From the January 01, 2010 issue of Futures Magazine • Subscribe!

Understanding stock market direction

Armed with the latest trading tools, trading systems and assorted gadgets, like electronic gunslingers today’s traders ride into the markets ready for action, but often are carried out feet first with busted trading accounts because they lacked an understanding of one fundamental principle: the general stock market direction.

You can be right about every factor of stock selection, but if you’re wrong about the overall stock market, you still are likely to lose on what’s otherwise a solid buy. No matter how good the stock is for buying or the how bad the stock is for short-selling, the odds are against you being successful. On average, 75% to 80% of all stocks will either rise or plummet along with the general market. This scenario was the cause of many losses in the market crashes of 2000 and 2008.

The good news is, you only have to learn to observe the broader market and adhere to what it is trying to tell you. Unfortunately, most traders confuse predicting the market with timing the market. This is an important secret to successful trading that many get wrong.

Predicting the stock market usually starts off with the wrong question: “What is the market going to do?” This question leads you to start trying to pick tops and bottoms. This approach is usually the result of listening to all the “experts” on cable TV who muse over what future direction the market is going and from what point it will begin its rise or fall.

This leads traders to try to trade off these tops or bottoms, but that is a heartbreaking activity. Rarely are they right and the few times they are, it doesn’t generate enough profit to make up for being wrong the other 70% of the time. It costs them time and emotional well-being.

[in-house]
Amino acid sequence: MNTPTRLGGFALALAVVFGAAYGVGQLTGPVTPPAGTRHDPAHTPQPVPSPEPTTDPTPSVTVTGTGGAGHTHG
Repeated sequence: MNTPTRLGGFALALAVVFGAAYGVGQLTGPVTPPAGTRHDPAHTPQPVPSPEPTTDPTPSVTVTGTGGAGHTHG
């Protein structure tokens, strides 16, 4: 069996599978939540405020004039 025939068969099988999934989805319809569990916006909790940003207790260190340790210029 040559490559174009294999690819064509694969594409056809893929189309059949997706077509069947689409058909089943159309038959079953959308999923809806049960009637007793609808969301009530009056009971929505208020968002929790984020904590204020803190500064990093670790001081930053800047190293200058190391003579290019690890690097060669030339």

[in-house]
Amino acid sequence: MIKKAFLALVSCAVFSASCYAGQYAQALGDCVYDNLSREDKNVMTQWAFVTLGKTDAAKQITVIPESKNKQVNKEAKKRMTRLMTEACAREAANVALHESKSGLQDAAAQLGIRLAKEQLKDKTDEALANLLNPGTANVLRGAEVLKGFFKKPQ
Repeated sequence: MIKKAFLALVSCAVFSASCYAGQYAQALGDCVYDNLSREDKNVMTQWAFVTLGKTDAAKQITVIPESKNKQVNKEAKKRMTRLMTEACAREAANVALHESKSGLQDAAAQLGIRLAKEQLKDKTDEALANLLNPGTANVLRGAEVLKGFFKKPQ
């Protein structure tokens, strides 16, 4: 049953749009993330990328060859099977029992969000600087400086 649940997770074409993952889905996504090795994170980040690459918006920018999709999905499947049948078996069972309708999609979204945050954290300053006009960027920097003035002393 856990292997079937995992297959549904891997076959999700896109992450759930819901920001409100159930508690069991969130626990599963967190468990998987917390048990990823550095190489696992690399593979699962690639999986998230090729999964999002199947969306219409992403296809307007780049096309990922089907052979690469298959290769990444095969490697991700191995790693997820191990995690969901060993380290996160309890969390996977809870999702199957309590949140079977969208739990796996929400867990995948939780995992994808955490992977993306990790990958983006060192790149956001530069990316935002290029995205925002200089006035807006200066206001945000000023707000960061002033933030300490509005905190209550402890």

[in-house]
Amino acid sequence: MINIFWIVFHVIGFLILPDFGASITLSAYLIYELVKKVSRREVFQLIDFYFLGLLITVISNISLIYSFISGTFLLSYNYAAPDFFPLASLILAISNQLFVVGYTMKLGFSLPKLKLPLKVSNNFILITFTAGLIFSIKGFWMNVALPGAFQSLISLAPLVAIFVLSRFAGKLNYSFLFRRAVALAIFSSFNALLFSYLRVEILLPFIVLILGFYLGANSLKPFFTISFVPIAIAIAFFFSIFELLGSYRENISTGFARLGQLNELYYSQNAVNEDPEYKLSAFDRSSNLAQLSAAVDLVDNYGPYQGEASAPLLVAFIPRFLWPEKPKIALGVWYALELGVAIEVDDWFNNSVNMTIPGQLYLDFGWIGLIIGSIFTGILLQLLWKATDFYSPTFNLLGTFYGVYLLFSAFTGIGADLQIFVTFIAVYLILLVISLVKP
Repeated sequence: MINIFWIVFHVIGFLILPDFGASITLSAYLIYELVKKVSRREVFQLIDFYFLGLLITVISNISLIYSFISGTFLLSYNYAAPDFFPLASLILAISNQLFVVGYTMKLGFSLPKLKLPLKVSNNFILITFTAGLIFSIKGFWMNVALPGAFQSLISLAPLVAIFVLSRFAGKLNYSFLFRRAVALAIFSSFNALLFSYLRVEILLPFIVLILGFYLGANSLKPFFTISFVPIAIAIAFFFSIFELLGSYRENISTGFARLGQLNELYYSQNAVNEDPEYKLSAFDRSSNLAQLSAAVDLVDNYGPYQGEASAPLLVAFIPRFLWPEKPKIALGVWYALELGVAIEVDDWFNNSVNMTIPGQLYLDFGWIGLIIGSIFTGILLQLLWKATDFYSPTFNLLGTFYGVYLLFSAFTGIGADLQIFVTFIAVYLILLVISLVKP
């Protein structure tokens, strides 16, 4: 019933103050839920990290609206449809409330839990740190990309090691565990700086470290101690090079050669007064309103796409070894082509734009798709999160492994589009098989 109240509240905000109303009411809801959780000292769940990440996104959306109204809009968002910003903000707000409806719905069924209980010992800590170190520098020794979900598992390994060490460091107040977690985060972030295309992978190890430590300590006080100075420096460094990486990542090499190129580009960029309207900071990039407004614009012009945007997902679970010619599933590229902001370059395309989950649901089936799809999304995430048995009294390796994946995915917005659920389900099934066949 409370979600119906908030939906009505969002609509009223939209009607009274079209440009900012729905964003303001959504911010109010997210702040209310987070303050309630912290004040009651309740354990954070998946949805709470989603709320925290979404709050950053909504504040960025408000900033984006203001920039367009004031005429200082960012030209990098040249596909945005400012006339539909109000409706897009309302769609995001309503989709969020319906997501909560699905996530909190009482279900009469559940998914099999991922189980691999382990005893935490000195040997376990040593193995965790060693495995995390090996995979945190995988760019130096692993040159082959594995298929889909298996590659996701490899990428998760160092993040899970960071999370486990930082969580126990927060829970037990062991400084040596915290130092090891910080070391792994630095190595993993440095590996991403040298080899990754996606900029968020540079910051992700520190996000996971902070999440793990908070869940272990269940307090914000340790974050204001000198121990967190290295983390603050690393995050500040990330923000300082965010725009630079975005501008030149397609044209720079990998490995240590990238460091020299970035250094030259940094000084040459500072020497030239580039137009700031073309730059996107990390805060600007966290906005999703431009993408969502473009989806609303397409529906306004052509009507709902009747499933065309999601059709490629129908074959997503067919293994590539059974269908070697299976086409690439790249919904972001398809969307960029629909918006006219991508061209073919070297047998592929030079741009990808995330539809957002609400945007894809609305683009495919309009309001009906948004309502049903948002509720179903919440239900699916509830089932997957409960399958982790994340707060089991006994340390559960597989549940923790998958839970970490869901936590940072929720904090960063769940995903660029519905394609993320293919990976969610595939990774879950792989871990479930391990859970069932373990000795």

The first thing to do to avoid falling into this trap is to better understand how big general market indexes move and are influenced by the traders who trade them.

STOCK MANIC DEPRESSION

The markets have moments of incredible euphoria and then, almost in the blink of an eye, despair and hopelessness. These extremes also are contagious to those who are trading them. They can lead to trading paralysis, a state of inaction that often comes at precisely the wrong time: just as the markets begin to turn in their favor.

When the markets are healthy, and the future for the economy looks bright, the market is bullish and happy. For traders caught up in these moves, caution often is moved to the wayside. Unfortunately, as night follows day, markets eventually reverse before market participants know what’s coming. Most never consider that it may be time to lock in gains or protect a position. Like addicts who cannot admit their addictions, these traders turn a blind eye to it being time to leave the market for the safety of cash.

The result of being on the wrong side of the eventual crash is, for most traders, a sense of despair and hopelessness as they hold on during every decline, hoping that every short-term rally is the return of happier days. Instead, the markets become more financially depressed, rewarding the bullish faithful with holdings valued at a fraction of what they once were worth.

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